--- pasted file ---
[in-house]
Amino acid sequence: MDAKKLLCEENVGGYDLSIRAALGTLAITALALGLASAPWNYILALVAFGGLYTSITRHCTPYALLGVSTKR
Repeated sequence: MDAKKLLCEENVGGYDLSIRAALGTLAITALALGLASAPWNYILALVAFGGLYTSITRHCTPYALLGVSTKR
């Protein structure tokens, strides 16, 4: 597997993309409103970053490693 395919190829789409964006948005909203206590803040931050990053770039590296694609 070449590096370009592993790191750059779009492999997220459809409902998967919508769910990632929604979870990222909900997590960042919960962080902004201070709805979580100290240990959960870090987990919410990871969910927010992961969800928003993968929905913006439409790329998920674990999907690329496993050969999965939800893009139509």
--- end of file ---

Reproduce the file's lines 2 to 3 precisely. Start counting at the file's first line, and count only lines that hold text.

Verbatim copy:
Amino acid sequence: MDAKKLLCEENVGGYDLSIRAALGTLAITALALGLASAPWNYILALVAFGGLYTSITRHCTPYALLGVSTKR
Repeated sequence: MDAKKLLCEENVGGYDLSIRAALGTLAITALALGLASAPWNYILALVAFGGLYTSITRHCTPYALLGVSTKR